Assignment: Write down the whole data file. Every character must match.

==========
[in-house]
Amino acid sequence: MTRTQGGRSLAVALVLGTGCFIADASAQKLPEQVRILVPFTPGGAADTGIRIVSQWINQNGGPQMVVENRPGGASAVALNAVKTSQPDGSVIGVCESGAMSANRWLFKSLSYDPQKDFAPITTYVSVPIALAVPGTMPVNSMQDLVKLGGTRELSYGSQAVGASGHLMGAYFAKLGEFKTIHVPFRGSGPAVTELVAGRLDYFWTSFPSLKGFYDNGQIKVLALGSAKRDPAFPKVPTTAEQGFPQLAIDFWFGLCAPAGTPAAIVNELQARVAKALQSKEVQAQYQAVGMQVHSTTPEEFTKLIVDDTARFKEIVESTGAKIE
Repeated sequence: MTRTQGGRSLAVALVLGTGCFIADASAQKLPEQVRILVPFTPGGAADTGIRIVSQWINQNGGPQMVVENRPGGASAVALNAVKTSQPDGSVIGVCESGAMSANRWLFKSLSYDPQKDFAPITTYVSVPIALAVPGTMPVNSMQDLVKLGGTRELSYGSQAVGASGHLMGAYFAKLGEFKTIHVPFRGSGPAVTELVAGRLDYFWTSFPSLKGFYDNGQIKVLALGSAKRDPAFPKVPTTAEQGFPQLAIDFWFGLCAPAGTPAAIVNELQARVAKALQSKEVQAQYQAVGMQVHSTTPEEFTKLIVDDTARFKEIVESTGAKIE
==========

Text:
[in-house]
Amino acid sequence: MTRTQGGRSLAVALVLGTGCFIADASAQKLPEQVRILVPFTPGGAADTGIRIVSQWINQNGGPQMVVENRPGGASAVALNAVKTSQPDGSVIGVCESGAMSANRWLFKSLSYDPQKDFAPITTYVSVPIALAVPGTMPVNSMQDLVKLGGTRELSYGSQAVGASGHLMGAYFAKLGEFKTIHVPFRGSGPAVTELVAGRLDYFWTSFPSLKGFYDNGQIKVLALGSAKRDPAFPKVPTTAEQGFPQLAIDFWFGLCAPAGTPAAIVNELQARVAKALQSKEVQAQYQAVGMQVHSTTPEEFTKLIVDDTARFKEIVESTGAKIE
Repeated sequence: MTRTQGGRSLAVALVLGTGCFIADASAQKLPEQVRILVPFTPGGAADTGIRIVSQWINQNGGPQMVVENRPGGASAVALNAVKTSQPDGSVIGVCESGAMSANRWLFKSLSYDPQKDFAPITTYVSVPIALAVPGTMPVNSMQDLVKLGGTRELSYGSQAVGASGHLMGAYFAKLGEFKTIHVPFRGSGPAVTELVAGRLDYFWTSFPSLKGFYDNGQIKVLALGSAKRDPAFPKVPTTAEQGFPQLAIDFWFGLCAPAGTPAAIVNELQARVAKALQSKEVQAQYQAVGMQVHSTTPEEFTKLIVDDTARFKEIVESTGAKIE